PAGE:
My answer is, that’s right. For now. But the technology is improving rapidly, and in a very short time text-to-speech audio has gone from sounding like something being read by a Dalek to something being read by a voicemail chatbot, or perhaps a bored primary school teacher reading to her class. It won’t be too much longer before it does sound every bit as good as a text being read by your average run-of-the-mill voice actor, with the added advantage of being a lot more reliable. AIs won’t fully replace actors until they can skip rehearsals, show up drunk on opening night, or miss their entrances because they’re making out in a backstage broom closet with a member of the costume crew. But aside from those shortcomings…


Perhaps I’m more relaxed about this than you are because I’ve already watched this happen in the music industry. Back in my musician days I hated to use even dynamic range compression in the recording studio, because I thought it warped the natural sound of the human voice. But now, try finding contemporary pop music that does not consist almost entirely of loops, samples, and voices strained through multiple layers of compression, equalization, audio enhancement, and auto-tuning. Sometimes I catch myself thinking, this isn’t music, it’s audio découpage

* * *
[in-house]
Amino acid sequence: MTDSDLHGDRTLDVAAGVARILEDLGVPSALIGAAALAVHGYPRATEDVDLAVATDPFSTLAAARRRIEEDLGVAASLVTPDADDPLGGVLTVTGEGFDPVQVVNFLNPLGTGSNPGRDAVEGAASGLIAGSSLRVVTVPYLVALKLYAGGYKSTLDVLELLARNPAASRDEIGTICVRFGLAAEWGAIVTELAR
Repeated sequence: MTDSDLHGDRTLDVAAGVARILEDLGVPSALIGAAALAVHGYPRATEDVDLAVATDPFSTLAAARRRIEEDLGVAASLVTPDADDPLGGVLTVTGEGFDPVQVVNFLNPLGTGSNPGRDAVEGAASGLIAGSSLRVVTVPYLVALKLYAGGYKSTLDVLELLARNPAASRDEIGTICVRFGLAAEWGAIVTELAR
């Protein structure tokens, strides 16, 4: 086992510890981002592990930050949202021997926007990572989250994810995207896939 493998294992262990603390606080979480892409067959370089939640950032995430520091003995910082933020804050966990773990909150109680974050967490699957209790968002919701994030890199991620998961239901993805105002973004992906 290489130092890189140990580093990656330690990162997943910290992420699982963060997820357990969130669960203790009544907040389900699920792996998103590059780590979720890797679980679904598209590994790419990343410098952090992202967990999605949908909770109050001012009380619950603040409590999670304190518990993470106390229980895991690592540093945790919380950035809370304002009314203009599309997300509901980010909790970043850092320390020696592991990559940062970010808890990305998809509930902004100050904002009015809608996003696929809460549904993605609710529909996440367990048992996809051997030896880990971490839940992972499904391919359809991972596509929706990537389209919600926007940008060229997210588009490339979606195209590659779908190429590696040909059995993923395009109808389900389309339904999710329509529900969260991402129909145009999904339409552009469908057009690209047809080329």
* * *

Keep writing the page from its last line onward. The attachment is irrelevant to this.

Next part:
But then I realize that I’m just being a grumpy old Luddite. No one is forcing me to listen to contemporary pop music. Whenever I want to, I can put some of my music on whatever audio system is handy. I just got the remastered 3-disk set of Arturo Benedetti Michelangeli’s complete Debussy recordings for Deutsche Grammophon, and am fighting the urge to binge-listen to the entire thing in one sitting. More than two hours of Debussy’s solo piano music, played by a master pianist. Absolutely glorious.

Meanwhile, those who grew up with loops, samples, EDM, and all the other things that grew out of scratch, dub, electronica, post-punk and industrial dance music—those who enjoy music that sounds like it’s been written by and is being performed by robots—